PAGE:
At 12:30 PM 9/7/2003 -0700, James A. Donald wrote:
To the extent that trust information is centrally handled, as
it is handled by browsers, it will tend to be applied in ways
that benefit the state and the central authority.  Observe for
example that today all individual certificates must be linked
to one's true name and social security number if it is to
receive default acceptance, and analogously for corporate

in the case of SSL domain name certificate .... for both domain name infrastructure and CA/PKI .... it is is a case of authenticating that the the web site you think you are talking to is really the web site you are talking to. The business issue is that the domain name registration and the CA/PKI are disjoint business operations and the domain name registration didn't provide for a really good authentication mechanism. As a result when getting a certificate request, the CA/PKI has to check with the domain name infrastructure .... map their information out to an external world identification, and then map the entity making the certificate request out to the same external world identification.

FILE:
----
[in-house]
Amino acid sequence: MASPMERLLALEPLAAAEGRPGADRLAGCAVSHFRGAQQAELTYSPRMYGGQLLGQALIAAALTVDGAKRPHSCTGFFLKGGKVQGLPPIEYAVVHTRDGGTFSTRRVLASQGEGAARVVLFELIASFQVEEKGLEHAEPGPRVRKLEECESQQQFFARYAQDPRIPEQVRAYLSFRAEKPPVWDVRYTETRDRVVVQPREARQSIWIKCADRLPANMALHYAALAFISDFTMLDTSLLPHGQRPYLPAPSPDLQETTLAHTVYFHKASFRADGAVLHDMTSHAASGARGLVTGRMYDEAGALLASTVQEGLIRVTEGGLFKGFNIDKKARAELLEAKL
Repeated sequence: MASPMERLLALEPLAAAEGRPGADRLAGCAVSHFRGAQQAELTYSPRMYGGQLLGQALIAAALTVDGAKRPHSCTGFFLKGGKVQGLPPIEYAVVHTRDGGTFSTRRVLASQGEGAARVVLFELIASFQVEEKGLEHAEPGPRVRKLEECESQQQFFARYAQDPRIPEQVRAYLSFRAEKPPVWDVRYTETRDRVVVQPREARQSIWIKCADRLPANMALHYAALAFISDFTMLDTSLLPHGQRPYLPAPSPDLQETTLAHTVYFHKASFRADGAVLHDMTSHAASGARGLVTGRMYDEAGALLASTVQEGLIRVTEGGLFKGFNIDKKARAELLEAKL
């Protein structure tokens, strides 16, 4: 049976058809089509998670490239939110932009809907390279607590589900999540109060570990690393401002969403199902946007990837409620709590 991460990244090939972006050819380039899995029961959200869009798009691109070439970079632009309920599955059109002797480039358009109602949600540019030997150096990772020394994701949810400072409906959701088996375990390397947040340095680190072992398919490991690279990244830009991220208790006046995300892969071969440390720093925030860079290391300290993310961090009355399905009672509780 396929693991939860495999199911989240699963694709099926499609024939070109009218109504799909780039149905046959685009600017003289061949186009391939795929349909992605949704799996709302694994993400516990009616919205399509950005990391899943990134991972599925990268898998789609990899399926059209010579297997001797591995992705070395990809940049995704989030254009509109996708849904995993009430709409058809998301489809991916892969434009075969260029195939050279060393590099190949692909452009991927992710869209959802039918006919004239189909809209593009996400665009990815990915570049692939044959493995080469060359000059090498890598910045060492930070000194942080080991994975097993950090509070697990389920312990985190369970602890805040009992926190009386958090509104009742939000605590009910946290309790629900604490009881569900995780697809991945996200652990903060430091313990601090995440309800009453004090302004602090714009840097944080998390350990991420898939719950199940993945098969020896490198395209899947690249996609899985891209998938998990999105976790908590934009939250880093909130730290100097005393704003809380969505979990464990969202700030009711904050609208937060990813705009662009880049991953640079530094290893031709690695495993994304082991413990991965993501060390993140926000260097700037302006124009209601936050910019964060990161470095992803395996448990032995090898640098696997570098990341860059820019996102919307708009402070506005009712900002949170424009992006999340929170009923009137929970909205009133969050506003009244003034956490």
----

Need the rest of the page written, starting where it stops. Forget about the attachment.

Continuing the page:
Out of all this, there is somewhat a request from the CA/PKI industry that a public key be registered as part of domain name registration (no certificate, just a public key registration). Then SSL domain name certificate requests coming into a CA/PKI can be digitally signed, the CA/PKI can retrieve the authoritative authentication public key (for the domain name ownership) from the domain name infrastructure and authenticate the request .... eliminating all the identification gorp (and also done w/o the use of certificates).

misc. additional recent musings: Proposal for a new PKI model (At least I hope it's new)
Anne & Lynn Wheeler
Internet trivia 20th anv

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